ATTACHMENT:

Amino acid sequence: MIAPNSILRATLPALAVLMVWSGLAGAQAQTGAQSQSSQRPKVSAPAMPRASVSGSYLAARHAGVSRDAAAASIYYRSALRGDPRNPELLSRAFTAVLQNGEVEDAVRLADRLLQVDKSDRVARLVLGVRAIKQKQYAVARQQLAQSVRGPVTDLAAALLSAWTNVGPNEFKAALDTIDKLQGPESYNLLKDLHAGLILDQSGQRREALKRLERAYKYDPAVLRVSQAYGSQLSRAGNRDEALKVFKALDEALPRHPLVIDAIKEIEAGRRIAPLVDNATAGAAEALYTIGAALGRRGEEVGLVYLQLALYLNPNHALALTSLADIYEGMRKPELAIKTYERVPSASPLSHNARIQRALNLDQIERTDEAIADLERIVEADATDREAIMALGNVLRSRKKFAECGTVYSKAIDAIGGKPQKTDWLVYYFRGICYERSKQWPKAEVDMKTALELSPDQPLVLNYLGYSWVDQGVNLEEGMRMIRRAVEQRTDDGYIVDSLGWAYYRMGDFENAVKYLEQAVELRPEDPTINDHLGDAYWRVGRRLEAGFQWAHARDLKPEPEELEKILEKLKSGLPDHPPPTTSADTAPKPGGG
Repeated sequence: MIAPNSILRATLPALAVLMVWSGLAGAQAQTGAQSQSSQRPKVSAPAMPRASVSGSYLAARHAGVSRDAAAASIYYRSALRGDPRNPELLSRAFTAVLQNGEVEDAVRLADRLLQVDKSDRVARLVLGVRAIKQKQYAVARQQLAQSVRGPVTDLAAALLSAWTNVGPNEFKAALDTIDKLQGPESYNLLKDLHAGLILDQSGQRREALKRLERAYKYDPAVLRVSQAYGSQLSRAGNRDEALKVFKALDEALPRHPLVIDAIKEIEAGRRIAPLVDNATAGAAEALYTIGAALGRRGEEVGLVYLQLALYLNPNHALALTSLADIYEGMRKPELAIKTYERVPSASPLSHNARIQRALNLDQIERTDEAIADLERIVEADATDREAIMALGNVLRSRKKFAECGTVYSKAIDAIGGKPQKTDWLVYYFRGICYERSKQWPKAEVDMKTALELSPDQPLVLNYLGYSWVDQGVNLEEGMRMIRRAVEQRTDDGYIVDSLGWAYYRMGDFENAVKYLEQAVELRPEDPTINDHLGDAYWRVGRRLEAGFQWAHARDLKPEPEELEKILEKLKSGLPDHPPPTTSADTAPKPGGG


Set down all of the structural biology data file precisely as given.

Amino acid sequence: MIAPNSILRATLPALAVLMVWSGLAGAQAQTGAQSQSSQRPKVSAPAMPRASVSGSYLAARHAGVSRDAAAASIYYRSALRGDPRNPELLSRAFTAVLQNGEVEDAVRLADRLLQVDKSDRVARLVLGVRAIKQKQYAVARQQLAQSVRGPVTDLAAALLSAWTNVGPNEFKAALDTIDKLQGPESYNLLKDLHAGLILDQSGQRREALKRLERAYKYDPAVLRVSQAYGSQLSRAGNRDEALKVFKALDEALPRHPLVIDAIKEIEAGRRIAPLVDNATAGAAEALYTIGAALGRRGEEVGLVYLQLALYLNPNHALALTSLADIYEGMRKPELAIKTYERVPSASPLSHNARIQRALNLDQIERTDEAIADLERIVEADATDREAIMALGNVLRSRKKFAECGTVYSKAIDAIGGKPQKTDWLVYYFRGICYERSKQWPKAEVDMKTALELSPDQPLVLNYLGYSWVDQGVNLEEGMRMIRRAVEQRTDDGYIVDSLGWAYYRMGDFENAVKYLEQAVELRPEDPTINDHLGDAYWRVGRRLEAGFQWAHARDLKPEPEELEKILEKLKSGLPDHPPPTTSADTAPKPGGG
Repeated sequence: MIAPNSILRATLPALAVLMVWSGLAGAQAQTGAQSQSSQRPKVSAPAMPRASVSGSYLAARHAGVSRDAAAASIYYRSALRGDPRNPELLSRAFTAVLQNGEVEDAVRLADRLLQVDKSDRVARLVLGVRAIKQKQYAVARQQLAQSVRGPVTDLAAALLSAWTNVGPNEFKAALDTIDKLQGPESYNLLKDLHAGLILDQSGQRREALKRLERAYKYDPAVLRVSQAYGSQLSRAGNRDEALKVFKALDEALPRHPLVIDAIKEIEAGRRIAPLVDNATAGAAEALYTIGAALGRRGEEVGLVYLQLALYLNPNHALALTSLADIYEGMRKPELAIKTYERVPSASPLSHNARIQRALNLDQIERTDEAIADLERIVEADATDREAIMALGNVLRSRKKFAECGTVYSKAIDAIGGKPQKTDWLVYYFRGICYERSKQWPKAEVDMKTALELSPDQPLVLNYLGYSWVDQGVNLEEGMRMIRRAVEQRTDDGYIVDSLGWAYYRMGDFENAVKYLEQAVELRPEDPTINDHLGDAYWRVGRRLEAGFQWAHARDLKPEPEELEKILEKLKSGLPDHPPPTTSADTAPKPGGG